AF: No. I do think you have a lot of influence. To me, itís very democratic. Because of the Internet, everybody has an opinion. I love that, and even though sometimes itís a bad opinion of me, itís okay. I read something on All That Chat one day about my diction and I went back and went over my stuff. If somebody couldnít understand me, thatís bad, so I lightened up some of my diction because of that. Everybodyís opinion is valid. I love the guys on All That Chat. I love the annual party. I also have to give Talkiní Broadway credit for getting me back into singing in concerts. When Wayman (Wong) called me to do that party a few years ago, I had never thought about doing concerts. I had such a good time at that first party that I said, ďI could be doing this.Ē I have a nice little concert thing going now. So, thank you Wayman and Talkiní Broadway!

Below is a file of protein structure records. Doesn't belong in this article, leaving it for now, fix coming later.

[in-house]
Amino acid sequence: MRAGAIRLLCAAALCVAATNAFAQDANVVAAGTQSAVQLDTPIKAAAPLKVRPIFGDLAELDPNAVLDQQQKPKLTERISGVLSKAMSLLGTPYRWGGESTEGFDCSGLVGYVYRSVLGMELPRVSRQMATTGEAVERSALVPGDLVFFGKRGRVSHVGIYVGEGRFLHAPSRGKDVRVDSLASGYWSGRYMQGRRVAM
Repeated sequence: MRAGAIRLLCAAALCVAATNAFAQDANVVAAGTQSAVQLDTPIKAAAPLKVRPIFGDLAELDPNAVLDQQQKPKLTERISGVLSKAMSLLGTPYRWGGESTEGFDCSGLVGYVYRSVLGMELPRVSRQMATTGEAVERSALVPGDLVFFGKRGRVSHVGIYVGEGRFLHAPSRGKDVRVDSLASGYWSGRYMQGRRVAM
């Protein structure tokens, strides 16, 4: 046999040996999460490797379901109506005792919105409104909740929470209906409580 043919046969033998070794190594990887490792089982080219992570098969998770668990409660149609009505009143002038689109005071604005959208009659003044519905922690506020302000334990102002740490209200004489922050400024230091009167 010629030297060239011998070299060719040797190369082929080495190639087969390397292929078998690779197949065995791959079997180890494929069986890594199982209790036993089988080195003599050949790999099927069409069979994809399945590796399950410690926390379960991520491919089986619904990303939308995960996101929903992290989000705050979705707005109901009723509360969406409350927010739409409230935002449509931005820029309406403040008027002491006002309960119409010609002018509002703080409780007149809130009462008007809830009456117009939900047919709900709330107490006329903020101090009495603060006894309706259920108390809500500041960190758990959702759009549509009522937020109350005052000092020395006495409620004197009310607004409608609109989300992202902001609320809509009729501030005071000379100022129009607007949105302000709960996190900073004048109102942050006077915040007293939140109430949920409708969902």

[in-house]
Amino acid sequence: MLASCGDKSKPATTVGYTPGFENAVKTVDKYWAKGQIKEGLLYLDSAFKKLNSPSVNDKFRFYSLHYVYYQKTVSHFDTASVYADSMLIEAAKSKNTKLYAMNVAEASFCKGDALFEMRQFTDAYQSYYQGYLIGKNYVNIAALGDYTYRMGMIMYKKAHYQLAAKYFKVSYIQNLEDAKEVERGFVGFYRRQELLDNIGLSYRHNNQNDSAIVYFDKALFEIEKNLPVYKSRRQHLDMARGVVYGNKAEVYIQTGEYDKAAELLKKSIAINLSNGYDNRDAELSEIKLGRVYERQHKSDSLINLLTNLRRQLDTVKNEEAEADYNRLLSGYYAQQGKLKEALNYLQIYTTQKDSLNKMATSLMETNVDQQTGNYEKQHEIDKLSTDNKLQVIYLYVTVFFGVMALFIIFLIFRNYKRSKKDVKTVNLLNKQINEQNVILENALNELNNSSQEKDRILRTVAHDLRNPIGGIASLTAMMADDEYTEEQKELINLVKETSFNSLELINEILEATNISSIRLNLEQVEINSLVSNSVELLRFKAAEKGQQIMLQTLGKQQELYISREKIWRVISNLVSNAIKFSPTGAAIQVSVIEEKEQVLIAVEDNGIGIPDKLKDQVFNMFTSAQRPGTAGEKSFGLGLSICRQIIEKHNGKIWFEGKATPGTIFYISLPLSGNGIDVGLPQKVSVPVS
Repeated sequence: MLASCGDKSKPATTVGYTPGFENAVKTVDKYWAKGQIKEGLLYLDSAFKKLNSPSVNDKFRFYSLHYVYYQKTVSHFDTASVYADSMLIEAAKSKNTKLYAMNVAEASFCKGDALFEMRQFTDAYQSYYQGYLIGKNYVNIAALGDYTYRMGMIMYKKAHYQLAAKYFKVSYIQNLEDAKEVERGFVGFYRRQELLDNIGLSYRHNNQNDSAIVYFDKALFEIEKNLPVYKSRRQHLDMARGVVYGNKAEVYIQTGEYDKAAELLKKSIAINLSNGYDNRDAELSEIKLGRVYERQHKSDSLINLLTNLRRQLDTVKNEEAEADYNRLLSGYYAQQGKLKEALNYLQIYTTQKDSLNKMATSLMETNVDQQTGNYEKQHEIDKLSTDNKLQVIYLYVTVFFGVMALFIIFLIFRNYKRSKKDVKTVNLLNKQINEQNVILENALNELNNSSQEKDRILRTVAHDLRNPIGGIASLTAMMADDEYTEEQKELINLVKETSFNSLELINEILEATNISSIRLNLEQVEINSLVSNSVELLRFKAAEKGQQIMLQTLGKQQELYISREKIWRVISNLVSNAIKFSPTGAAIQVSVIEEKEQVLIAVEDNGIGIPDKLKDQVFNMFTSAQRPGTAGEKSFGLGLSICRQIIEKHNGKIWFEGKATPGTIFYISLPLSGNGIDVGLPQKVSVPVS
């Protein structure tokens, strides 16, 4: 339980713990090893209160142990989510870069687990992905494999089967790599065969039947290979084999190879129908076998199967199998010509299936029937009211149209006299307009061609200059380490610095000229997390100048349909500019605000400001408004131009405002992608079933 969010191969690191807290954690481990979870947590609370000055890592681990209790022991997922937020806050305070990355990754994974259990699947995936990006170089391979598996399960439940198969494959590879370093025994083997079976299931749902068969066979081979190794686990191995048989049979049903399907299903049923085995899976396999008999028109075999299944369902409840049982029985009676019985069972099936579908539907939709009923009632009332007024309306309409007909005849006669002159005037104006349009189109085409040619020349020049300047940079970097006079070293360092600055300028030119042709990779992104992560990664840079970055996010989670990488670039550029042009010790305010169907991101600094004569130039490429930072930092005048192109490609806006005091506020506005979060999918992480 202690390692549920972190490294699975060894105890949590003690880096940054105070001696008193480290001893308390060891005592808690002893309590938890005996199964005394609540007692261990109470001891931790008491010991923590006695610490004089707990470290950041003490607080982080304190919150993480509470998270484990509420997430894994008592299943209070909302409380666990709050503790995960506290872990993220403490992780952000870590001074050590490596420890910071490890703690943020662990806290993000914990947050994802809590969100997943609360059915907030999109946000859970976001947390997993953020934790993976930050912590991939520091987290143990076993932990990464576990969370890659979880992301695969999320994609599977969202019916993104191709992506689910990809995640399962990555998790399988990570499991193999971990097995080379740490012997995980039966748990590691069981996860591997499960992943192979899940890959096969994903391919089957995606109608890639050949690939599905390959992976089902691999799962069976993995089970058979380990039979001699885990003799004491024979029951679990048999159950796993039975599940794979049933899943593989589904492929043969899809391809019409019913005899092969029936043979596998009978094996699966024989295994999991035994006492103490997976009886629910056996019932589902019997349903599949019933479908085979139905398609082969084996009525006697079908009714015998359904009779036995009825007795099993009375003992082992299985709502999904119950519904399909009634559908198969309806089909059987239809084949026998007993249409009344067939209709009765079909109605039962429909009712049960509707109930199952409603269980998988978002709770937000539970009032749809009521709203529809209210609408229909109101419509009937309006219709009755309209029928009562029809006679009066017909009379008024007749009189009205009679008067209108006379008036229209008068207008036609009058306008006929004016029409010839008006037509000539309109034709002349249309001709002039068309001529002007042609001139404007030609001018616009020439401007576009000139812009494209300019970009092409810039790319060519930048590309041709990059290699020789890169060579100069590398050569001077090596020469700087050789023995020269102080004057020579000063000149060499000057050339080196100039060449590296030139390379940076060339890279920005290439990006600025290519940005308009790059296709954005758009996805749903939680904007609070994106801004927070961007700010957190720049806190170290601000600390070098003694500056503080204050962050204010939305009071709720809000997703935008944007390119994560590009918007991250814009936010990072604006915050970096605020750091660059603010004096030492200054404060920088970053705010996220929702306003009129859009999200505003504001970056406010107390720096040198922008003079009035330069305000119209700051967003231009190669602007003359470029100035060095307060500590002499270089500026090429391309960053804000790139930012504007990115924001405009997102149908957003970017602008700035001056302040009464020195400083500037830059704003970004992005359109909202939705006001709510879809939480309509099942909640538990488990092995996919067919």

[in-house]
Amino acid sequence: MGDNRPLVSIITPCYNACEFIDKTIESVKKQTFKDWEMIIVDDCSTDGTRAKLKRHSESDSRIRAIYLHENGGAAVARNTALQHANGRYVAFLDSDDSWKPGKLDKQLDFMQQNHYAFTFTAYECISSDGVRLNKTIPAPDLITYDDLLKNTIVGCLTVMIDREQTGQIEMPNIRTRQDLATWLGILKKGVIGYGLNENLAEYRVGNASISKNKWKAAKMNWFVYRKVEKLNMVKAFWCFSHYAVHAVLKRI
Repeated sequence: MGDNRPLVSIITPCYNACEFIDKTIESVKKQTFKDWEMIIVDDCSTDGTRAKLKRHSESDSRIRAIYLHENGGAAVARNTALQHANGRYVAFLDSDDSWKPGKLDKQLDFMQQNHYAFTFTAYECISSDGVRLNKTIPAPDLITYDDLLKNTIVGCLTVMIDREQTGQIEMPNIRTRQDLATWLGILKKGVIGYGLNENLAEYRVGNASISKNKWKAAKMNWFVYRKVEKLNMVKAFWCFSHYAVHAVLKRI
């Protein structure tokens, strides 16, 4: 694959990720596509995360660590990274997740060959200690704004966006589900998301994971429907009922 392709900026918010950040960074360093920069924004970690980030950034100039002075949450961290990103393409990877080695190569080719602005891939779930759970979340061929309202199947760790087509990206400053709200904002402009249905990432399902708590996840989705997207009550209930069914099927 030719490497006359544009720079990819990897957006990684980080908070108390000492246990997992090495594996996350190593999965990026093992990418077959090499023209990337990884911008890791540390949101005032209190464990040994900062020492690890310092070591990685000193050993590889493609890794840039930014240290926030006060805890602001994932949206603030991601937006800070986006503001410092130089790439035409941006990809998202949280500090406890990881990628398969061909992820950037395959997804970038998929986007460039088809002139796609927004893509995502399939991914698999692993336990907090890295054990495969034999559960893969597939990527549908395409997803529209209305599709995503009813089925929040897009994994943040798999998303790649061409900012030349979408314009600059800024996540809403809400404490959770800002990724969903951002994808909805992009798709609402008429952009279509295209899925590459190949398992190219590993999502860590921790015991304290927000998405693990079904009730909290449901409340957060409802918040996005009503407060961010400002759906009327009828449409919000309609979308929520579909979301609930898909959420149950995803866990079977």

NR: And now you have another CD coming out.
AF: Itís called Name Dropping. Weíre just in the planning stages right now. Itís going to be fun. It will be eclectic. My CDs tend to be very personal and strange. I do believe Iíll be doing an original Billy Finn song on it, as well as some Broadway standards. Iíve had complaints that I donít do enough Broadway stuff so I said, ďOkay, fine. Iíll do something.Ē I might actually be singing my first Sondheim song, but Iím not sure yet.
NR: What didnít we talk about?
AF: My son Nat is just turning 12 years old. His favorite place in the world is Las Vegas. He wants to live there. He goes there every year for winter vacation. He now has a giant poster of Las Vegas over his bed.
NR: Is he interested in doing music or theater as a career?
AF: No, I donít think so. Early on when he was 6 years old, he came very close to getting a movie - The Stepmom. My agent gets him these incredible auditions and Nat is not a child actor. Heíll get an audition for a movie and heíll say, ďI donít feel like it. I have gym that day.Ē Of course itís usually an opportunity that we would kill for, but weíre not going to push him.
NR: Whatís ahead for you?